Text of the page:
In the quest for beauty, people have smeared cosmetics on their faces that contain some pretty appalling ingredients: crushed bugs, bird droppings, petroleum products, deadly lead, deadlier mercury. And for one brief, lethal period in the 1930s, women pampered themselves with makeup that contained radium.
Radium is a highly radioactive element that was discovered by Marie and Pierre Curie in 1898. It could cure cancer and it emitted a fertile green glow. Surely it was health in a bottle!
As Lisa Eldridge notes in Face Paint: The Story of Makeup, “Many people believed that radium was an almost magical substance that could cure anything. So it’s unsurprising that radium started being used as the new wonder ingredient in makeup.”
The problem is, radium is over one million times as radioactive as uranium — the stuff used to bomb Hiroshima — and exposure to the powerful radiation it puts out can cause cancer. It even killed its discoverer.
The worst radioactive cosmetic manufacturer was arguably Tho-Radia, whose products contained not only radium, but thorium, another radioactive element. The French company, which was founded by a pharmacist and a doctor, launched its makeup line in 1933. Tho-Radia offered radioactive face powder, rouge, and lipstick. It also encouraged 24-hour personal irradiation with toothpaste and skin cream that contained the deadly isotopes.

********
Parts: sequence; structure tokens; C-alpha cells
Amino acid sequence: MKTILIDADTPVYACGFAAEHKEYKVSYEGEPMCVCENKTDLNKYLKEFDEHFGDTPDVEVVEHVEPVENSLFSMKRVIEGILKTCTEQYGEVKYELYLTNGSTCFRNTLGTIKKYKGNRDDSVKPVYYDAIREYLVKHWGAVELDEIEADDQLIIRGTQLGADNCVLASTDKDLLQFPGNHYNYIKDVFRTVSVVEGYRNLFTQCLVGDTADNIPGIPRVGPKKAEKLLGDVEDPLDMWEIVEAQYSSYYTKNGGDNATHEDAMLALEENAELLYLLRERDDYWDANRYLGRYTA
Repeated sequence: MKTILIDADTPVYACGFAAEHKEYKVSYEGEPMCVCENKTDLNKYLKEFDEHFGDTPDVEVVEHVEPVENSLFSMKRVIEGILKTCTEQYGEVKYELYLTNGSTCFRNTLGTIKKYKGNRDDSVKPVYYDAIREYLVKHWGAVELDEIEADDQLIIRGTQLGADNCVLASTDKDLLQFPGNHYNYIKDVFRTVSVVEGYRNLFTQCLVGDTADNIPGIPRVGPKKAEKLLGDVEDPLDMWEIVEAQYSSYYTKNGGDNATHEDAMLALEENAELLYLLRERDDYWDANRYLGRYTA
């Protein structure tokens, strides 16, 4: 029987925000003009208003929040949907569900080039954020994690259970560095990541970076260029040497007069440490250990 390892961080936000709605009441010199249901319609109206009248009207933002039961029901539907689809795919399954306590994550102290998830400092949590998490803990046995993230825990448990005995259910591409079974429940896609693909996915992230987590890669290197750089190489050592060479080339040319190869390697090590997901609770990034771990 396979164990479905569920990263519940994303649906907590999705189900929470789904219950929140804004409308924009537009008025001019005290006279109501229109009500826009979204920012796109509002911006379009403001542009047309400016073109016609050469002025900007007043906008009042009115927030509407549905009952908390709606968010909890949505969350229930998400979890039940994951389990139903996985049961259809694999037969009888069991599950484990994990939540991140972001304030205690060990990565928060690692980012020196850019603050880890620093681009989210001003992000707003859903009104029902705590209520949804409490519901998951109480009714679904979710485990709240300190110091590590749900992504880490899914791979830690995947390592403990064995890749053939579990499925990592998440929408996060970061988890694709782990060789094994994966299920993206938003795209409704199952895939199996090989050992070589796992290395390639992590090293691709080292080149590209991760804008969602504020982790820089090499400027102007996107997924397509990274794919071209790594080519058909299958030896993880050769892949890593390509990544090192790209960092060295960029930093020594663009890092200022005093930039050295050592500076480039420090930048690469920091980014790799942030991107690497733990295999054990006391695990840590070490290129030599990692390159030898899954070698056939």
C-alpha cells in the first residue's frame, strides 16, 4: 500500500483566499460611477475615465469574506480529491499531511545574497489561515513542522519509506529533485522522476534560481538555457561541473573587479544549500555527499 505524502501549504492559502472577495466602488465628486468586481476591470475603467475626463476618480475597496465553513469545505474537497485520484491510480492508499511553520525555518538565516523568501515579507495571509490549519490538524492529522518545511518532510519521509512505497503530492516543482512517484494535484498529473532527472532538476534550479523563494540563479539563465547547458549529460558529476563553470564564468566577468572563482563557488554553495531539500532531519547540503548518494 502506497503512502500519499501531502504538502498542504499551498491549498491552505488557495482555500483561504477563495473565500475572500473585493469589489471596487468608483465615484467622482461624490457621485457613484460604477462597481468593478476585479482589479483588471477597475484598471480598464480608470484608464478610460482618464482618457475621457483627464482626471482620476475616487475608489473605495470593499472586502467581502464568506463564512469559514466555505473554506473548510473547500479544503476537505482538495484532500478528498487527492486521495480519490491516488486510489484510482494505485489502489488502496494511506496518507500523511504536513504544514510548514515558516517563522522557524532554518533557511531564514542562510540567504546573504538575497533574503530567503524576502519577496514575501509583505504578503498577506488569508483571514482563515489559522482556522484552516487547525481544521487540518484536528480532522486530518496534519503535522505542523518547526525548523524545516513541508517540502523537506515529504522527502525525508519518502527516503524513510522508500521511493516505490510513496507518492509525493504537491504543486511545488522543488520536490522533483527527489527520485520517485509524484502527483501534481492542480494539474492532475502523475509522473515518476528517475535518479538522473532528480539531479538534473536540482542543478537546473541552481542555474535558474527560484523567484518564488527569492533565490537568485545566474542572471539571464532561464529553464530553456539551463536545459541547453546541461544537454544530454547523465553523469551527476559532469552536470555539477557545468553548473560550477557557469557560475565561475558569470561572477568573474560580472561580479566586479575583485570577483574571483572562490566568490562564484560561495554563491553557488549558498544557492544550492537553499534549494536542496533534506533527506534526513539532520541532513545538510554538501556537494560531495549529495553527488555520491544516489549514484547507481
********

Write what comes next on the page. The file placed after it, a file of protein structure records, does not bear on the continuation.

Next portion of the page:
Tho-Radia referred to their products a “scientific method of beauty,” assuring would-be customers that their debut cosmetic offering, La Crème Tho-Radia, “activates circulation, tones, firms tissues, removes fat, removes wrinkles,” all for a mere 10 francs per tube. It was recommended for just about every skin problem imaginable, from scrapes and bruises to frostbite and impetigo.
The company also claimed their face powder prevented herpes.
But that’s not the worst of it.
Do you want to know the worst of it?
Okay, you asked for it …
Alexis Moussalli, the pharmacist who launched Tho-Radia, was also believed to have been involved in the creation of a radioactive product for women called Neothorium, promoted as “a first-rate product for the intimate daily hygiene of women [that] gives them all their vitality and helps them, by toning, to defend themselves against the microbial infections they are exposed to.”
Neothorium was a gynecological tablet designed for internal use. It was recommended for conditions of the cervix and uterus, and was described as “energetically antiseptic” and “absolutely harmless.”
And you thought Gwyneth Paltrow’s jade eggs were horrifying.